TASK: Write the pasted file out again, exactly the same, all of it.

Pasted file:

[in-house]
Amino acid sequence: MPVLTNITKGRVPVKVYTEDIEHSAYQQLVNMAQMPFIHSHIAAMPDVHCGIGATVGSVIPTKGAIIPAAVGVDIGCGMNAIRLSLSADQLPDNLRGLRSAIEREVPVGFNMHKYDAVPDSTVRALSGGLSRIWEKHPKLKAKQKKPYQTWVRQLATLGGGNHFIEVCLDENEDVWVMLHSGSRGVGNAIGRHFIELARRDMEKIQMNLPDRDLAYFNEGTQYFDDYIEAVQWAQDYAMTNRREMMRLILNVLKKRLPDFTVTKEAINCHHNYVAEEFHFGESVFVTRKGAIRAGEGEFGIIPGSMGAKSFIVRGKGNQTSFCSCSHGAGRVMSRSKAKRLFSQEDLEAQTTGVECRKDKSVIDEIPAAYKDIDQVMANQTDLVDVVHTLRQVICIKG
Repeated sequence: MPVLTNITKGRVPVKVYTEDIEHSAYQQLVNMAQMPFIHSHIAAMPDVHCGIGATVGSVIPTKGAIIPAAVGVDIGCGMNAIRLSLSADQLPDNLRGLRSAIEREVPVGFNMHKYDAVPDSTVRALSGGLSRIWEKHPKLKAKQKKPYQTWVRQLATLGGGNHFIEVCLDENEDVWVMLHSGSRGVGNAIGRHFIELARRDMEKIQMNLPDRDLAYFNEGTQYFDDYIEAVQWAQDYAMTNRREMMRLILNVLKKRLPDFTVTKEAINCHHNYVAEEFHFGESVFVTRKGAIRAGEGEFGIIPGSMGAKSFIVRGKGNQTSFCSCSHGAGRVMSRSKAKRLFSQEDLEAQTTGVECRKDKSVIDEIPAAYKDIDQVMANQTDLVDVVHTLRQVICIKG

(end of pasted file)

[in-house]
Amino acid sequence: MPVLTNITKGRVPVKVYTEDIEHSAYQQLVNMAQMPFIHSHIAAMPDVHCGIGATVGSVIPTKGAIIPAAVGVDIGCGMNAIRLSLSADQLPDNLRGLRSAIEREVPVGFNMHKYDAVPDSTVRALSGGLSRIWEKHPKLKAKQKKPYQTWVRQLATLGGGNHFIEVCLDENEDVWVMLHSGSRGVGNAIGRHFIELARRDMEKIQMNLPDRDLAYFNEGTQYFDDYIEAVQWAQDYAMTNRREMMRLILNVLKKRLPDFTVTKEAINCHHNYVAEEFHFGESVFVTRKGAIRAGEGEFGIIPGSMGAKSFIVRGKGNQTSFCSCSHGAGRVMSRSKAKRLFSQEDLEAQTTGVECRKDKSVIDEIPAAYKDIDQVMANQTDLVDVVHTLRQVICIKG
Repeated sequence: MPVLTNITKGRVPVKVYTEDIEHSAYQQLVNMAQMPFIHSHIAAMPDVHCGIGATVGSVIPTKGAIIPAAVGVDIGCGMNAIRLSLSADQLPDNLRGLRSAIEREVPVGFNMHKYDAVPDSTVRALSGGLSRIWEKHPKLKAKQKKPYQTWVRQLATLGGGNHFIEVCLDENEDVWVMLHSGSRGVGNAIGRHFIELARRDMEKIQMNLPDRDLAYFNEGTQYFDDYIEAVQWAQDYAMTNRREMMRLILNVLKKRLPDFTVTKEAINCHHNYVAEEFHFGESVFVTRKGAIRAGEGEFGIIPGSMGAKSFIVRGKGNQTSFCSCSHGAGRVMSRSKAKRLFSQEDLEAQTTGVECRKDKSVIDEIPAAYKDIDQVMANQTDLVDVVHTLRQVICIKG